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Mechanizing Agriculture to Assist Myanmar's Development

Myanmar’s basic agriculture data

Agriculture accounts for approximately 40% of Myanmar’s GDP, and approximately 60% of the working population is in the agricultural sector.

Rice growing area 6.35 million ha (Vietnam: 7.82 million ha, Cambodia: 2.95 million ha)
Rice yields 2.52 t/ha (Vietnam: 5.60 t/ha, Cambodia: 2.41 t/ha) (polished rice basis)
Rice production 10.67 million tons (Vietnam: 27.65 million tons, Cambodia: 4.60 million tons) (polished rice basis)Irrigated area to cultivated acreage: 18%
Major farm products for export dried beans (61.1%), sesame (11.6%), chickpeas (7.4%), corn (6.3%), polished rice (3.4%)
(Source: JICA data)

AMD Driving the Mechanization of Agriculture in Myanmar

For Myanmar to sustain its economic growth, it is absolutely necessary to increase income levels among farming families, who account for some 60% of the country's total working population.

Taking a look at the key facts about agriculture in Myanmar, it should be noted that there is no food-control system, and so farmers are free to grow and sell any crops that they wish. The country's principal product is rice, which is often grown in a yearly cycle of rice, then beans, then rice. This is meant to prevent soil from deteriorating from a single crop. Recently, Myanmar's exported beans are fetching high prices. Key dry field crops include plants from which oil is extracted, such as peanuts and sesame, and sugarcane. Much of the land has yet to be cultivated, and the government is encouraging farmers to grow vegetables and mangos in those areas.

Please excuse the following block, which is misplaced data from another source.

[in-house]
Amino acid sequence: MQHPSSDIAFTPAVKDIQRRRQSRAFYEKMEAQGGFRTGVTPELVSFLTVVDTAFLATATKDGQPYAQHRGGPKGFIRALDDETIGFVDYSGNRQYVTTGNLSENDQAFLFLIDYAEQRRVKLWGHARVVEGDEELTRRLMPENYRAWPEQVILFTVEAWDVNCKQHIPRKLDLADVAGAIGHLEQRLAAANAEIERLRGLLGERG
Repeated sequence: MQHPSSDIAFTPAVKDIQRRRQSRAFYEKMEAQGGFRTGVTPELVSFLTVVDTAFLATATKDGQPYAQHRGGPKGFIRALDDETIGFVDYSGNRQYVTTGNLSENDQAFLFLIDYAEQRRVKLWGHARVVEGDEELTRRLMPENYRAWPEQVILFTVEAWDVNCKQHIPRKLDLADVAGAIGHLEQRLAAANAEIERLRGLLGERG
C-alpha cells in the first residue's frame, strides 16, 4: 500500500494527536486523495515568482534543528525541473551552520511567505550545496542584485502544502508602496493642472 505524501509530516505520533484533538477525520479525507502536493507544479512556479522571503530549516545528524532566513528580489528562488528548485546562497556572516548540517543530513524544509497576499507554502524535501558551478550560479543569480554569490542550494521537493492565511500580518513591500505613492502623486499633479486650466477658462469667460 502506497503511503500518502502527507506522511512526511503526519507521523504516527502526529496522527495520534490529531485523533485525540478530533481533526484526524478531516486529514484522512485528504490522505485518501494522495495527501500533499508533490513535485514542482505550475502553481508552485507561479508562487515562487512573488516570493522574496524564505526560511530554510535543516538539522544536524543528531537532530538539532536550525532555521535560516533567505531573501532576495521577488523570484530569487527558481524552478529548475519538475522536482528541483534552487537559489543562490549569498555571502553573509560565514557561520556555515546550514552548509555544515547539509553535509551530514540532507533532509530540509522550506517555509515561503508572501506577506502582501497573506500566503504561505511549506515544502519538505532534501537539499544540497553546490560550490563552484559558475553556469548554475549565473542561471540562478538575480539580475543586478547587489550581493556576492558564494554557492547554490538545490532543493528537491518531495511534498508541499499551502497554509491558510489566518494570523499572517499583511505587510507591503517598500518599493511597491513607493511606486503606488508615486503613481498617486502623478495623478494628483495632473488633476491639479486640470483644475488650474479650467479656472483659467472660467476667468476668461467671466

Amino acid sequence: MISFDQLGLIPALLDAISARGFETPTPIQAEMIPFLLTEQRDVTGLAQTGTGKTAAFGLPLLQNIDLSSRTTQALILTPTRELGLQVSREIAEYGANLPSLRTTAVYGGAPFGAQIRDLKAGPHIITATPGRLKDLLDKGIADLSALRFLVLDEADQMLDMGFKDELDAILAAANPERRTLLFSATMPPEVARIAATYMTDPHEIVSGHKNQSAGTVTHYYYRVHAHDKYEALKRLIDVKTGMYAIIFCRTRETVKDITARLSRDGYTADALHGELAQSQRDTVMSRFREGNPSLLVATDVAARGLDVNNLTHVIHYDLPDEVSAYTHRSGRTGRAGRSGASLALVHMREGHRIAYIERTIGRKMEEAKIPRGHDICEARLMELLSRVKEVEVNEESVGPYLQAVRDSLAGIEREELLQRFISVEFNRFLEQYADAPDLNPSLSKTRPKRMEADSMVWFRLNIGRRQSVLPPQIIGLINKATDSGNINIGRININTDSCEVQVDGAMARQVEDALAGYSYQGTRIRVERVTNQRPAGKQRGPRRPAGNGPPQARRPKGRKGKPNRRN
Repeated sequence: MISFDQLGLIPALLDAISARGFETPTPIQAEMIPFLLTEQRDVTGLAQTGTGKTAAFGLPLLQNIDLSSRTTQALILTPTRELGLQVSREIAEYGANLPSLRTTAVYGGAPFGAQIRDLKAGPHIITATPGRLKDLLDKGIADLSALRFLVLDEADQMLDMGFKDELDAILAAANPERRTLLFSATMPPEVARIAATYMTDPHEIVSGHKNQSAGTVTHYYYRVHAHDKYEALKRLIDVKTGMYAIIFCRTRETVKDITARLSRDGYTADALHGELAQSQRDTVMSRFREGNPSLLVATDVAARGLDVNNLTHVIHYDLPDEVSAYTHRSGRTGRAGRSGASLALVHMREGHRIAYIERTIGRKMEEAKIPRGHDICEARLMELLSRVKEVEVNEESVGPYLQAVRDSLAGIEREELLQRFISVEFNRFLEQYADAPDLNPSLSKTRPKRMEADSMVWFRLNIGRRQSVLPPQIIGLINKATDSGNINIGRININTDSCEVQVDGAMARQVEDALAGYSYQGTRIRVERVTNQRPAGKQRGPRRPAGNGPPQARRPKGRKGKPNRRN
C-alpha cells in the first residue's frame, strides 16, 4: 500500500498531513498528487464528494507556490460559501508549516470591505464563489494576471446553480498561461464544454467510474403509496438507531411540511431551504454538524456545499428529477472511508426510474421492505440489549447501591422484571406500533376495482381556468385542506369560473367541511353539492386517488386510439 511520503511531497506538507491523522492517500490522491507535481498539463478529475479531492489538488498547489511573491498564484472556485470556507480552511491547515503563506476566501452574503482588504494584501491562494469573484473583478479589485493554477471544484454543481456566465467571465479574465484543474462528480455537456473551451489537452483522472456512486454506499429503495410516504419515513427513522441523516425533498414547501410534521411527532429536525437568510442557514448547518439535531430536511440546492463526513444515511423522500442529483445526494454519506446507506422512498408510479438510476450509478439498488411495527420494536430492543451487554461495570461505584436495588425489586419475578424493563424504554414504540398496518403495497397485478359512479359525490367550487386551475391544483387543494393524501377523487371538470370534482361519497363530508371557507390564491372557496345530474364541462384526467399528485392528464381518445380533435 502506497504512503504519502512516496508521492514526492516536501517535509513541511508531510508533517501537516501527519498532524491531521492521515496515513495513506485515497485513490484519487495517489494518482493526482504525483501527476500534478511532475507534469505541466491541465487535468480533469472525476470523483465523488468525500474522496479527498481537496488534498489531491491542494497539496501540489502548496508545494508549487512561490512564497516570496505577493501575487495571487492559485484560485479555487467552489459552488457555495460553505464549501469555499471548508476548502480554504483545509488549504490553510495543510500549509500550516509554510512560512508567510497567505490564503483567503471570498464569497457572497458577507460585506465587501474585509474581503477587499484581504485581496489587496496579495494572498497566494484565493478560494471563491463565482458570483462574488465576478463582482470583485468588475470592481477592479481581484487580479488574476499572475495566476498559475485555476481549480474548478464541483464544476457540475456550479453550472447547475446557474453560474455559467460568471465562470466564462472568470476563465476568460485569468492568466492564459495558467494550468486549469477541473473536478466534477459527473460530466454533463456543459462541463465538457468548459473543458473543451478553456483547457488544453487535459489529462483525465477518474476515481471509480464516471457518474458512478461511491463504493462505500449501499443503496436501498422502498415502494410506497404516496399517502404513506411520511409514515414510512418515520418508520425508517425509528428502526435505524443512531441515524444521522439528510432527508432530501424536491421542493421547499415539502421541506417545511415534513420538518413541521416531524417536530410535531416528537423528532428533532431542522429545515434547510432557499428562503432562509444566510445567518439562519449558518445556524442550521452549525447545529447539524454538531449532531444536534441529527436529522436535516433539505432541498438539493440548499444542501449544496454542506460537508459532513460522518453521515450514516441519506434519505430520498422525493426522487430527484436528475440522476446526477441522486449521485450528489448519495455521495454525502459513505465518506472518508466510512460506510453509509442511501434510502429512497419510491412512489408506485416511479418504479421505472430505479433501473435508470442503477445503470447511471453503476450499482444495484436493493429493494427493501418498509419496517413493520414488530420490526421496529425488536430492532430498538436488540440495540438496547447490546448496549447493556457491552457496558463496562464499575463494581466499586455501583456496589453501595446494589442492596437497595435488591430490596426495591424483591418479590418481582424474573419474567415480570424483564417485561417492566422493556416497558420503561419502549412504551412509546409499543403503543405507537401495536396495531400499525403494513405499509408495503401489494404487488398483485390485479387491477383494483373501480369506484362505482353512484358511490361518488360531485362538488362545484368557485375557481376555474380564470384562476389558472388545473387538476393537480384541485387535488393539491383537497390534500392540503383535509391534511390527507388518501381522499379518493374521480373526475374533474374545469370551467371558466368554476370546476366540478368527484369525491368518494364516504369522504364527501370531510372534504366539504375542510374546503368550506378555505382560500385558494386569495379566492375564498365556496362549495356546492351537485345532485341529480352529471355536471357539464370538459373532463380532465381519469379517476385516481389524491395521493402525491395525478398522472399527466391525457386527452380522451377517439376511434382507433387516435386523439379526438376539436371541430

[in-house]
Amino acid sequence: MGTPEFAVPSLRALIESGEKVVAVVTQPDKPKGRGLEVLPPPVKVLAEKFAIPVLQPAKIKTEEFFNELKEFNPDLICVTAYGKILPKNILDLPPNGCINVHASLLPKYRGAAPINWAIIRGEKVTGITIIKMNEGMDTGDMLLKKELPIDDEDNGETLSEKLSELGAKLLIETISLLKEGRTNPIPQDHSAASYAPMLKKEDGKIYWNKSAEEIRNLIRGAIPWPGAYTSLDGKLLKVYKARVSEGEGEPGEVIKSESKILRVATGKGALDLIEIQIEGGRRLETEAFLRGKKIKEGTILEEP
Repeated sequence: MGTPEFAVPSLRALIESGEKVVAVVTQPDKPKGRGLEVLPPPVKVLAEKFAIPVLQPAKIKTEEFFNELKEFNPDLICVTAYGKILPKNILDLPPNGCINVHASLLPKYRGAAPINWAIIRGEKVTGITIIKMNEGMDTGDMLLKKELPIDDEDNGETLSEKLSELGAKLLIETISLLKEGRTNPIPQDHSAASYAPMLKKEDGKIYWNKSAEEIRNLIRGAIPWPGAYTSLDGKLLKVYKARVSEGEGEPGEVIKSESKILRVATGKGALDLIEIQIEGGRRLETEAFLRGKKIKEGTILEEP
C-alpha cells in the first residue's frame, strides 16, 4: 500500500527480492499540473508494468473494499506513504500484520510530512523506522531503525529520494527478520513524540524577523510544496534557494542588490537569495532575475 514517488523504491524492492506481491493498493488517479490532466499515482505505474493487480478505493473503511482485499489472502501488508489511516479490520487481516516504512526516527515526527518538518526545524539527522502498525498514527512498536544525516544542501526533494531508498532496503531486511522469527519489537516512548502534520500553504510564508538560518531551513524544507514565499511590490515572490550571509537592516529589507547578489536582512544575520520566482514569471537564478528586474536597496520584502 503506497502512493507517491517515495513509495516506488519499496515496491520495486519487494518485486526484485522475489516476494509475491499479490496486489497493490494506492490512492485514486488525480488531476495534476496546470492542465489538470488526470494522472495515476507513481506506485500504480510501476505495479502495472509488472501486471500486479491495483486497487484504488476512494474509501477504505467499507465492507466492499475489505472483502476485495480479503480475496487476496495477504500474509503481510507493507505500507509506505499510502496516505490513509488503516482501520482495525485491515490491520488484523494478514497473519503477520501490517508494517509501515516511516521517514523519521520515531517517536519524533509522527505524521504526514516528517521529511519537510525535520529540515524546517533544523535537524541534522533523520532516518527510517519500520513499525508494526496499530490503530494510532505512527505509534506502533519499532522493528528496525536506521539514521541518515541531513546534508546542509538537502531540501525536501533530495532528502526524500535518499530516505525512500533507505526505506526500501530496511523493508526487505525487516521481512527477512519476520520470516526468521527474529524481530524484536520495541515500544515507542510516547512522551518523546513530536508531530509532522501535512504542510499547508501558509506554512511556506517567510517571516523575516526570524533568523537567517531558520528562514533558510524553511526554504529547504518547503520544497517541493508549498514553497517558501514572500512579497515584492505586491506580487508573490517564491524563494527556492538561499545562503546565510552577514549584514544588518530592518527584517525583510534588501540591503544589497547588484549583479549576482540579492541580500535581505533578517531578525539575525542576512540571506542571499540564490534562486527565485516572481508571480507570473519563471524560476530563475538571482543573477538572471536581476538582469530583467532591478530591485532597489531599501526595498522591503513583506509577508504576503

A comparison of rice growing areas and yields with Vietnam, a neighboring country with more highly mechanized agriculture, shows that Myanmar's rice growing area comes close to Vietnam at 6.35 million ha, but its yield – 2.52 t/ha – is only about half of that in Vietnam. Recent years have seen the young labor force being attracted to urban areas, where housing construction is booming. To enhance the appeal of agriculture to the working population, it is eagerly desired that the efficiency of agriculture be increased.

Looking at the rate of mechanization in agricultural production activities, some 50% of tilling is mechanized but only 10% of harvesting is mechanized, even in the Naypyidaw District where the shift to mechanization is being promoted. With regard to tractors, 45-horsepower models are the most popular, but the need for 75- to 90-horsepower models is growing.